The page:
What can I expect on my first night of clinicals? Well I bet everyone’s experience is vastly different, but here’s how mine went: I panicked a lot. I didn’t know what to pack. I didn’t know what to expect as only having some medical experience – very basic. I didn’t know what to do, but I stuck with it and it all turned out okay. I’ll do a follow up post detailing my experience, what I packed, and what you can expect. Basically, you will meet your instructor for the semester, you’ll get a tour of the hospital, be assigned a patient, and you will use your basic knowledge to do a head-to-toe assessment. And as some one who has doesn’t have that type of experience, I was nervous. And a lot of people are nervous too. You won’t be alone. Many people may not be as vocal about it, but know that each person has their own insecurities, no matter how confident they may seem. (Update* – check out my blog post on everything you need for your first clinical experience).

Find that one person. This is a big one! I didn’t find her until my second semester, but when I did, we connected instantly and everything just seemed to flow together. We constantly lean on each other for support, we’ve grown with each other, and we keep one another in line. There are many times I would say it may be better to stick together as a big nursing pack, but that doesn’t work for everyone. I work better studying independently and so does my person, so this is what works best for us. We don’t study together, but we are constantly on the phone and texting to stay on the same page. Some people work in groups and are extremely successful; however, this just isn’t my study type. Find what works for you and keep a routine. You will be more successful in the long run. You may not find your routine your first semester, so take your time. Try new things and familiar things and see where you are at. I just had a routine of working on my bed in my dorm, so that is simply what has transferred over in nursing school and works for me 🙂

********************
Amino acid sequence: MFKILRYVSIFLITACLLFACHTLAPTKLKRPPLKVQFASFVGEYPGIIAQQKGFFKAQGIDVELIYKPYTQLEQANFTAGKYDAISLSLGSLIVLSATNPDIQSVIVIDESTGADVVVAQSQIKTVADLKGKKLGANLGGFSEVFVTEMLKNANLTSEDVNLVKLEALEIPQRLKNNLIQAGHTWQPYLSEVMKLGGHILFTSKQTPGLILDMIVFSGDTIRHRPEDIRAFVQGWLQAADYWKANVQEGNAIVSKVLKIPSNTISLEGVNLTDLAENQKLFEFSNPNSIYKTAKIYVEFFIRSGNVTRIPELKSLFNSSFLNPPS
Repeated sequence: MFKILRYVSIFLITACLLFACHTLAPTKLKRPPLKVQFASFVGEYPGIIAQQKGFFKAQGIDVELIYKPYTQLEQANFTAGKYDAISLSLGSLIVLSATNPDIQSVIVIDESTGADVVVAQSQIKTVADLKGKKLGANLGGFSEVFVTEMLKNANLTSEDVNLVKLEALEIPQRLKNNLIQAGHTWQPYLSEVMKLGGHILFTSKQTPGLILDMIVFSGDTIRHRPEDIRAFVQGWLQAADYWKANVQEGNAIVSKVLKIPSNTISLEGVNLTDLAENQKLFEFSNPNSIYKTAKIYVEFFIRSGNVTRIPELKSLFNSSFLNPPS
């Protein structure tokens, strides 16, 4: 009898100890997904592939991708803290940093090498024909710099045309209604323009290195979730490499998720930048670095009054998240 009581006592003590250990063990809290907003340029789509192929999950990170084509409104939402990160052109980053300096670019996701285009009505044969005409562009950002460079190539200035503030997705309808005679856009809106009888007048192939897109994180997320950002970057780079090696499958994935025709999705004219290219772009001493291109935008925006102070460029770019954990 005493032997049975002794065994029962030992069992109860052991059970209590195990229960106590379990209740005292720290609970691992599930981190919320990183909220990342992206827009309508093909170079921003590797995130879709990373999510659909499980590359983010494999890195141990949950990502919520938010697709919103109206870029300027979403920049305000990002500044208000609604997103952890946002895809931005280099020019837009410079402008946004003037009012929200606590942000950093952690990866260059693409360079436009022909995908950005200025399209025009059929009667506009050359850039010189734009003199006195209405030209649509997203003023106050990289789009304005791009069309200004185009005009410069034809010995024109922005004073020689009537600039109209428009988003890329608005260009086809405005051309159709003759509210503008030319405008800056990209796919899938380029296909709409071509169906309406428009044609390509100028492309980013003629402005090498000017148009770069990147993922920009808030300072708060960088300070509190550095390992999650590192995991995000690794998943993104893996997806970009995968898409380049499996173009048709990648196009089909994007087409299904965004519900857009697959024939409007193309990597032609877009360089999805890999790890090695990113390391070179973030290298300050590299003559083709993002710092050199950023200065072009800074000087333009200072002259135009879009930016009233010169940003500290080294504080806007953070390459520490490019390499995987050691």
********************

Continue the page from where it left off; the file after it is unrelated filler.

There is no competition to be better or smarter than anyone else in your class. You simply cannot let comparison be a thief to your experience or be fueled by competitiveness. It’s obviously great to want to be better, but it isn’t a competition. It’s hard not to feel a certain way when you think you may not be doing as well as everyone else, or you feel so behind because you may not have the experience other students have. You may feel like you’re at a disadvantage, but that’s not always the case. So block that all away. This is your journey. Teamwork makes the dream work but it starts with you. Some days I feel the tension between students in class and at clinicals. We are in stressful situations so it’s easy to compare. It’s easy to be hard on yourself or feel like you don’t measure up. Stay focused. Kindness goes a long way, in class, clinicals, and every day life. Help someone who may be struggling, but don’t carry someone else’s weight. Everything can feel heavy enough in nursing school. Know your limits.